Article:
Skirmish units within the northern wastes report encounters with a three-eyed, shaggy creature standing on hind legs but with two powerful forearms that stretch to the ground. These forelimbs allow vicious pummeling strikes that have been known to rip through tent cloth and bend still armor. Much like a minotaur, it possesses only rudimentary intelligence and usually resides in caves and overhangs filled with the carcasses of kills. Frost trolls tend to have base cunning, as they can circumvent traps before attacking. In addition to arm strikes, they can leap and maul and pound the ground, but they tend to shrug off attacks instead of fully defending them. Instead, they rely on innate regenerative powers to heal themselves. Such abilities are of great interest to our battlemages, so attempt to capture live specimens if possible. In all other cases, burn their carcasses after death.

Lost! I scrambled up a scree of loose rubble, the horns and mists both fading as I navigated back to more frigid temperatures. I found myself wandering into wood of fir and pine. Picking my way through the trees, I suddenly heard wild grunting and was thrown to the ground.

An ugly thing blinked thrice. It snarled, revealed rows of pointed teeth, and prepared to pounce when three armored shapes flew past me and tore into it. "Eat my horse, would you?" the beefiest of the three yelled as his two-headed axe cut deeply into the troll's arm. The appendage dangled grotesquely from its remaining muscle before the beast was dispatched, its body staggered by arrows driven into it by a second warrior.

The broad-shouldered Nord with the axe smiled. "Well met, stranger. I am Vigrod Wraithbane the Harbinger. These are my Shield Brothers Uli and Rargal. We are of the Companions." Making camp in the rough, Vigrod explained that his Companions traveled with little equipment to slow them down, spending their nights in caves and dells instead of under tents. Sitting around the fire, Uli and Rargal were guarded, focusing on the care of their weapons, but Vigrod was more sociable and spoke of his friendly rivalry with Holgunn One-Eye. I asked of his loyalty to the Skald-King, and he proudly told me of swearing fealty to this throne, in spite of his clan's tradition as mercenary sellswords.

The next morning Vigrod agreed to take me with them as they hiked south, to their home at Fallowstone Hall in the Rift hold. As the alternative was to become troll fodder, I agreed. We marched past more hot springs, and as my boots became thoroughly worn in, I watched the snows slowly recede, and as we topped a pass, a broad deciduous woodland spread below us.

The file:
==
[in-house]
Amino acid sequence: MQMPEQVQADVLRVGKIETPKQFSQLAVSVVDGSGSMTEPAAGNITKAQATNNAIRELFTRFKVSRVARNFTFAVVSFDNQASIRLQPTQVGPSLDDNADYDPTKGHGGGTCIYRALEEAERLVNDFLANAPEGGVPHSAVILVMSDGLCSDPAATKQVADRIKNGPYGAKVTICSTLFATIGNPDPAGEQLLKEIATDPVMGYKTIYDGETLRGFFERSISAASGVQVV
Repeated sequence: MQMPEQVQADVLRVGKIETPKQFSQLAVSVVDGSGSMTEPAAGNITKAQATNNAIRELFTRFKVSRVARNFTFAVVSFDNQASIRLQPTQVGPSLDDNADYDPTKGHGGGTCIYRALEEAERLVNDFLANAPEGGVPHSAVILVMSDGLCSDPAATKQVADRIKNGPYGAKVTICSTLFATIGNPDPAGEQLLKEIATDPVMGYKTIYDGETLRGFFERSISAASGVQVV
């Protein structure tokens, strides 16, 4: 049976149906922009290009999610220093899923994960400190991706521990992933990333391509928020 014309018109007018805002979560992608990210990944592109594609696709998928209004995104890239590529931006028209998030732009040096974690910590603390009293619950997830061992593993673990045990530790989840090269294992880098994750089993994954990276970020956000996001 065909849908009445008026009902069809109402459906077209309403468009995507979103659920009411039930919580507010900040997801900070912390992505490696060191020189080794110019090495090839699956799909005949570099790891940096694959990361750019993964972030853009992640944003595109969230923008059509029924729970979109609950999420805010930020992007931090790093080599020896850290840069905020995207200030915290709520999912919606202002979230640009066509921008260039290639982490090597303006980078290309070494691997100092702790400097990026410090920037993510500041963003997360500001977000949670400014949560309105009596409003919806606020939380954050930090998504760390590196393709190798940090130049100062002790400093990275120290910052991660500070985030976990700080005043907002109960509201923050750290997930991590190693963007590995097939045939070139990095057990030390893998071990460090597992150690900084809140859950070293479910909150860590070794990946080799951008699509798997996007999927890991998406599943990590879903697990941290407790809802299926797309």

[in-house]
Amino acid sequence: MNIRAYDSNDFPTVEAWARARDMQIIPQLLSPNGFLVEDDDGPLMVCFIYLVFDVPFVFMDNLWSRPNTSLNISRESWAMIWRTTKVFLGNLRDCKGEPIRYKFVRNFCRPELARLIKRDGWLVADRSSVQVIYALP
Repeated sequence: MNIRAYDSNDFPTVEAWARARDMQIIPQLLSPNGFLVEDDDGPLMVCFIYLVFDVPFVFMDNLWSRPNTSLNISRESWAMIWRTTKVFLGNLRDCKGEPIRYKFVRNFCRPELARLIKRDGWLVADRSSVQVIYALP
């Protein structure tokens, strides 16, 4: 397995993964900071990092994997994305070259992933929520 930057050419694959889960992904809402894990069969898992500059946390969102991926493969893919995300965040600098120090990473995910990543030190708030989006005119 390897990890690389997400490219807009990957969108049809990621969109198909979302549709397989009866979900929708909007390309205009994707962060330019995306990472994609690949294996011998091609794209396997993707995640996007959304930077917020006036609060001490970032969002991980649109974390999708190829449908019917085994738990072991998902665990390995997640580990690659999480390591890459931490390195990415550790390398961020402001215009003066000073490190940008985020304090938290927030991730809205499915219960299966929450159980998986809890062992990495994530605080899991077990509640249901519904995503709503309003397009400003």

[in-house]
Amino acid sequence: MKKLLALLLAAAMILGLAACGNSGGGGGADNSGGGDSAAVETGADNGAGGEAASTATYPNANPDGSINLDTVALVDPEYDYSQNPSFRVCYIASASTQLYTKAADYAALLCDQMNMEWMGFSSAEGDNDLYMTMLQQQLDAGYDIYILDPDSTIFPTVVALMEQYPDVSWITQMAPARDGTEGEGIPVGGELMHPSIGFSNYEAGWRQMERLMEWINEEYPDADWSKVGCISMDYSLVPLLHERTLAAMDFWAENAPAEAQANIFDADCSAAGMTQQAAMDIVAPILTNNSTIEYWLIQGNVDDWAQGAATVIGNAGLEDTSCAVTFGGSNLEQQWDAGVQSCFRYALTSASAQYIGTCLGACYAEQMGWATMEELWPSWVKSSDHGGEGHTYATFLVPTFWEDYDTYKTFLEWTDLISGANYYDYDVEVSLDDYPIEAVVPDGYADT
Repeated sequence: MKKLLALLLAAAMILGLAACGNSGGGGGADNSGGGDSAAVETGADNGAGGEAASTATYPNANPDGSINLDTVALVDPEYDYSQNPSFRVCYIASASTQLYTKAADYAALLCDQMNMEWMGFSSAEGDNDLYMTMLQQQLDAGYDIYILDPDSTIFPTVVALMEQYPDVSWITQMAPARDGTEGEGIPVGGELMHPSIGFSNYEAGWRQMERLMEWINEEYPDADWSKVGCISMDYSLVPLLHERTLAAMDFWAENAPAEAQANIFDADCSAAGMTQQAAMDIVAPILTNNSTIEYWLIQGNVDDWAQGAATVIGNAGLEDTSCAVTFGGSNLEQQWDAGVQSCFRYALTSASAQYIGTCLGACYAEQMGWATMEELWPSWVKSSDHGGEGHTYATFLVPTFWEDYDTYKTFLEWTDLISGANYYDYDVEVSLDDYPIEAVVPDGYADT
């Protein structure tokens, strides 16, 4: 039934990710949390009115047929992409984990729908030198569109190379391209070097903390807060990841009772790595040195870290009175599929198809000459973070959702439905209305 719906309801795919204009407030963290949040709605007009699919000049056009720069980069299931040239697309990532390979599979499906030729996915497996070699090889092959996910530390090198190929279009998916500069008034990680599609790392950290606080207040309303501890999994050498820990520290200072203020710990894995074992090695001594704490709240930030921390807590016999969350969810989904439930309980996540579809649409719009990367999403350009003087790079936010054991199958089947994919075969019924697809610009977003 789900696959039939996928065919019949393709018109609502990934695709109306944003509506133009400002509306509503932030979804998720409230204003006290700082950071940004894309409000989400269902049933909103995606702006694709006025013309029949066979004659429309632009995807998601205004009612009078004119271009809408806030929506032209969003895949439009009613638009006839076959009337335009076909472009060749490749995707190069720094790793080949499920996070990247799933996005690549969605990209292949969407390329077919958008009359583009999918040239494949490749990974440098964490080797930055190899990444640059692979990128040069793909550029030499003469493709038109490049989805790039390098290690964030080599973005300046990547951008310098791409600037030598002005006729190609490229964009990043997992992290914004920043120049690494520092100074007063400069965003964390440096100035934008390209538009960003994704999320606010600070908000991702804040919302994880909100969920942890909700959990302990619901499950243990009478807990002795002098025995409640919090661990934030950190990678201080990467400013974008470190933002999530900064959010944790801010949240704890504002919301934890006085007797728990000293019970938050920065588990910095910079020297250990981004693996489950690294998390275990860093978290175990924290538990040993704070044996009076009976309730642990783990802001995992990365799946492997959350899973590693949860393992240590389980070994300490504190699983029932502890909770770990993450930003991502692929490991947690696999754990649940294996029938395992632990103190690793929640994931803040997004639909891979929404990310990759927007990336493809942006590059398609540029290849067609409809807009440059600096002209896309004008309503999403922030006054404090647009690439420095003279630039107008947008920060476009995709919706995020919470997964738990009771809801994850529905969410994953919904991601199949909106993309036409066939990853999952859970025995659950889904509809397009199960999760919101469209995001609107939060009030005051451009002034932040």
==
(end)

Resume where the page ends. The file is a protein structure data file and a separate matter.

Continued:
In the cold wastelands of the Nords, the chaotic misrule of their High King is further undermined by the forces of the Companions, a group of sellswords whose loyalty lies only in bettering themselves. But these are not Orcs; these is some semblance of a hierarchy. A band of soldiers, thugs, or bandits with a longing for more structure in their miserable existence is brought together by a Harbinger, a leader who professes to teach honor and resolve disputes but without reigning over the Companions directly. His word is sacrosanct throughout all holds, as is the veneration of Ysgramor the Invader. But what of the Harbingers past and their rule?

After Ysgramor came Jeek of the River, the founder of Whiterun, Jorrvaskr and the Skyforge within its walls. He favored glory not in conquest but in helping those without the skill or will to wield a weapon. Under the rule of Mryfwiil the Withdrawn, the ludicrous practice of Companions actually fighting each other was finally outlawed. When Cirroc the Lofty rose to power, rifts within this guild of thugs widened still further: This Redguard was not of Atmoran stock. As expected, his reign was brief, although it did instill a martial prowess in the bladework of those he taught.

An Elven Harbinger would have been unthinkable until Henantier the Outsider claimed power. His rise was as tedious as a Breton ballad; he was made to toil in mundane servitude until he outlasted all the others better suited to the role. Next came Macke of the Piercing Eyes. Her story is preposterous; it is said she routed half an advancing army with only her gaze and slaughtered the rest with her blades alone. Her unexplained disappearance ushered in the Second Era, a dark time for these pretend paladins. It was only when Kyrnil Long-Nose fought to restore Jorrvaskr from this corruption that the old ways of venerating honor through blood returned.

Your interaction with these warmongers should be polite but curt. Beware of their skill in battle, and trust them with nothing more valuable than your time.

I was made most welcome at Fallowstone Hall. For a start, I was able to refuse the offer of mead without offending my hosts. I was surprised to see other races -- even a Khajiit -- among the warriors within. As for the structure itself? It was a building so secure its foundations seemed to sprout from the foothills of the Velothi Mountains. The timber and woodwork were of surprising quality, with firm trestles and good use of fir and pine. My only gripe was the abundance of carved dragons affixed to every gable end; such carvings border on idolatry.

During the evening's drinking, I felt uneasy. Vigrod was not the cause; his stories and legends of the Companions would fill three volumes of yore, although I was instructed not to transcribe them (many were from the time of Ysgramor, and the use of his fabled axe Wuuthrad, which is apparently kept in one of the many vaults under this hall). No, I suspected forces more fiendish were at work, so I excused myself for the night, took to the guest quarters, and prayed for a restful interlude.

Mara did not listen. Despite a bedding of dry, recently washed skins and rough linen, my night terrors returned. And grew worse: Mannimarco pursues me. He takes the form a ghost giant, glowing blue in the dim glow of Masser. He cracks his club against my head before picking me up and pressing his thumb deep into my throbbing brand. The sooner I flee this north country, the better.

The next morning I woke to find myself abandoned at the gates of Riften, with no memory of my flight there. I left for Mournhold aboard a mead caravan both perplexed and unwell.